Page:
Summer Intensive Survival

8 Ballet Books to Add to Your End-of-Summer Reading List

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There's a sweet spot toward the end of August—after summer intensives have wrapped up and before it's time to head back to school or work—where the days are long, lazy and begging to be spent neck-deep in a pile of good books. Whether you're looking for inspiration for the upcoming season or trying to brush up on your dance history, you can never go wrong with an excellent book on ballet. We've gathered eight titles (all available at common booksellers like Amazon and Barnes and Noble) guaranteed to give you a deeper understanding of the art form, to add to your end-of-summer reading list.


"Apollo's Angels" by Jennifer Homans

When it comes to exhaustive ballet records, few books cover the history of the art form quite as thoughtfully as Jennifer Homans' instant classic, Apollo's Angels. Spanning more than 400 years, a handful of continents and countless dancers and choreographers, Apollo's Angels clearly details ballet's past. Come for the history lesson, but stay for the anecdotes that make you feel like you were there. (Random House, 2010).

"Holding On to he Air" by Suzanne Farrell with Toni Bentley

Suzanne Farrell: the quintessential American ballerina who needs no introduction. We've all watched (and obsessed) over anything and everything Farrell-related, but for a glimpse into the mind behind the legend grab a copy of her 1990 memoir, Holding on to the Air. In it, Farrell chronicles her personal life, multi-decade dance career and icon status in a way that's equal parts inspirational and down-to-earth. (University Press of Florida, 1990.)

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'Writing in the Dark, Dancing in the New Yorker" by Arlene Croce

When Arlene Croce joined The New Yorker as a dance critic in the early 1970s, the American dance boom was at its peak. On any given day she'd see the likes of Mikhail Baryshnikov or Suzanne Farrell in works by George Balanchine, Martha Graham, Jerome Robbins, Agnes de Mille and Alvin Ailey. Writing in the Dark, Dancing in The New Yorker is a collection of Croce's most beloved essays, covering some of the most important moments in modern American ballet. (University Press of Florida, 2005.)

"Behind the Scenes at the Ballets Russes: Stories from a Silver Age" by Michael Meylac

Show us a dancer who wouldn't give up everything to travel back in time to join the Ballets Russes, and we'll show you a liar. Often cited as the most iconic ballet company of the 20th century, Sergei Diaghilev's touring Ballets Russes brought dance royalty (think Anna Pavlova and George Balanchine) and ballet as we know it to the West. Follow the company from 1909 to 1929 in Michael Meylac's expertly-researched account of the famed troupe. (Bloomsbury Press, 2017.)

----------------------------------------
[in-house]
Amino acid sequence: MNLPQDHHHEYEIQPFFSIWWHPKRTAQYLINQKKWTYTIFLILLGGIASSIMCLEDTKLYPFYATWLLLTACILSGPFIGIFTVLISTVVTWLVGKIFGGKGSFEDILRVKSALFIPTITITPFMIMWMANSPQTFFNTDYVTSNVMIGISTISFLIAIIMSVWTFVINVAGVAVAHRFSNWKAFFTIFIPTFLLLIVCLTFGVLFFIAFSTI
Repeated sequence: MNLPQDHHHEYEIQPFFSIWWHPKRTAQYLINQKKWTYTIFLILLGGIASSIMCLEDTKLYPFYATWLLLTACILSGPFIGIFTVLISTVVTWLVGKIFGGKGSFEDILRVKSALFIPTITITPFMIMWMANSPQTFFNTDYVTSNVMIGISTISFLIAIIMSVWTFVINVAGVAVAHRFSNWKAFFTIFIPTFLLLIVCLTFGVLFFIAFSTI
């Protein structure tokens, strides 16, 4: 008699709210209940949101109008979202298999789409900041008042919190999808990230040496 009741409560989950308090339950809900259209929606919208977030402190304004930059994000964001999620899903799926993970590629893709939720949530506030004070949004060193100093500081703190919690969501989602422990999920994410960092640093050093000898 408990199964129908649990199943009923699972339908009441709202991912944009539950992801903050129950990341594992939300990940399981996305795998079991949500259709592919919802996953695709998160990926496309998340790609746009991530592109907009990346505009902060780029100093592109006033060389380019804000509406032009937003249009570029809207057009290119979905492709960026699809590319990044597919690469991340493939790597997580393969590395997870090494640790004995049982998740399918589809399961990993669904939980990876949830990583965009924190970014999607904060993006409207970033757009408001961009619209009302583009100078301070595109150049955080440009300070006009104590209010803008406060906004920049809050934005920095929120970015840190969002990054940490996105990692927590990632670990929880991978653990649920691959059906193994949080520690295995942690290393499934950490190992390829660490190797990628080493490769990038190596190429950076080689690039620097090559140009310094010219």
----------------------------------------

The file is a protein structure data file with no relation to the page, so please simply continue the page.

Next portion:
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"Celestial Bodies" by Laura Jacobs

What's not to love about a book that describes an arabesque as a line that "carries us from ancient sands up into the stars" or 32 fouettés as "a whisk frothing up egg whites?" In this series of poetic essays, dance critic Laura Jacobs might not necessarily teach you anything you don't already know, but then again, that's not really the point. Instead, Celestial Bodies uses ballet basics as a launchpad to create writing as decorative and alluring as dance itself. (Basic Books, 2018.)

"Marius Petipa: The Emperor's Ballet Master" by Nadine Meisner

The Sleeping Beauty, Swan Lake, The Nutcracker... Marius Petipa, the name of the man behind these masterpieces, is practically synonymous with classical ballet. In the newly published Marius Petipa: The Emperor's Ballet Master, the first full-length Petipa biography in English, we're given a behind-the-scenes look into the life of one of the most important choreographers of all time. (Oxford University Press, 2019.)

"Winter Season" by Toni Bentley

With Toni Bentley's Winter Season, another former NYCB dancer chronicles her life and work under Balanchine. Taken from a journal kept by Bentley when she was 22 and facing a challenging winter season with the company, it becomes immediately clear that while Bentley loves her profession, she's acutely aware of the contradictions and roadblocks that arise in the ballet world. If you're craving a read that feels like chatting with a very honest friend, this one is for you. (University Press Florida, 1982.)

"Bolshoi Confidential: Secrets of the Russian Ballet from the Rule of the Tsars to Today" by Simon Morrison

Powerful Tsars, a political revolution, Sergei Prokofiev, a $600+ million renovation and an acid attack—it's all part of The Bolshoi Theater's legacy. Historian Simon Morrison breaks down nearly 250 years of Moscow-based ballet in a way that's surprisingly easy-to-read, even if your grasp of Russian history is less than perfect. And if you're still on the fence, note that there's an entire chapter dedicated to Maya Plisetskaya that's worth the price of admission alone. (4th Estate, 2016.)

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